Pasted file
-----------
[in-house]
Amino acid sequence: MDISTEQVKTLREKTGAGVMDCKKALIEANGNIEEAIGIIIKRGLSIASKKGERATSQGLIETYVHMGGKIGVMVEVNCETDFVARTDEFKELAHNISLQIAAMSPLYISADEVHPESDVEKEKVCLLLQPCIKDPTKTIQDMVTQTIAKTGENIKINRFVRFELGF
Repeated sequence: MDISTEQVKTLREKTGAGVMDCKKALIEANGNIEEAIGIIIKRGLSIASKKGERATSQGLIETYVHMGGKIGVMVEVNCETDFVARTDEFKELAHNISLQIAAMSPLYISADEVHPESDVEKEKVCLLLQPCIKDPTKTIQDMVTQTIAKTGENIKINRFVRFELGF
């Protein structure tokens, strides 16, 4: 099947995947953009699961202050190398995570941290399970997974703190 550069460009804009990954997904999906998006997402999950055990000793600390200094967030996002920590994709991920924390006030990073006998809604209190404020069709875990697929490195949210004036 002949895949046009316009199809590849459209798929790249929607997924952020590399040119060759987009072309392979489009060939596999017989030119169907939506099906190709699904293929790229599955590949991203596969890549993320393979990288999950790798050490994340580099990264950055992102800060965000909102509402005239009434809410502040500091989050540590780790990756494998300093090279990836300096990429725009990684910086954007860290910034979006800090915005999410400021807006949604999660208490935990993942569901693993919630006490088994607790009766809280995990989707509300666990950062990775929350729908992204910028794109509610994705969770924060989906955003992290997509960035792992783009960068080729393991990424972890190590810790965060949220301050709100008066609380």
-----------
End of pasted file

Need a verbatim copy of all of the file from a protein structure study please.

[in-house]
Amino acid sequence: MDISTEQVKTLREKTGAGVMDCKKALIEANGNIEEAIGIIIKRGLSIASKKGERATSQGLIETYVHMGGKIGVMVEVNCETDFVARTDEFKELAHNISLQIAAMSPLYISADEVHPESDVEKEKVCLLLQPCIKDPTKTIQDMVTQTIAKTGENIKINRFVRFELGF
Repeated sequence: MDISTEQVKTLREKTGAGVMDCKKALIEANGNIEEAIGIIIKRGLSIASKKGERATSQGLIETYVHMGGKIGVMVEVNCETDFVARTDEFKELAHNISLQIAAMSPLYISADEVHPESDVEKEKVCLLLQPCIKDPTKTIQDMVTQTIAKTGENIKINRFVRFELGF
């Protein structure tokens, strides 16, 4: 099947995947953009699961202050190398995570941290399970997974703190 550069460009804009990954997904999906998006997402999950055990000793600390200094967030996002920590994709991920924390006030990073006998809604209190404020069709875990697929490195949210004036 002949895949046009316009199809590849459209798929790249929607997924952020590399040119060759987009072309392979489009060939596999017989030119169907939506099906190709699904293929790229599955590949991203596969890549993320393979990288999950790798050490994340580099990264950055992102800060965000909102509402005239009434809410502040500091989050540590780790990756494998300093090279990836300096990429725009990684910086954007860290910034979006800090915005999410400021807006949604999660208490935990993942569901693993919630006490088994607790009766809280995990989707509300666990950062990775929350729908992204910028794109509610994705969770924060989906955003992290997509960035792992783009960068080729393991990424972890190590810790965060949220301050709100008066609380």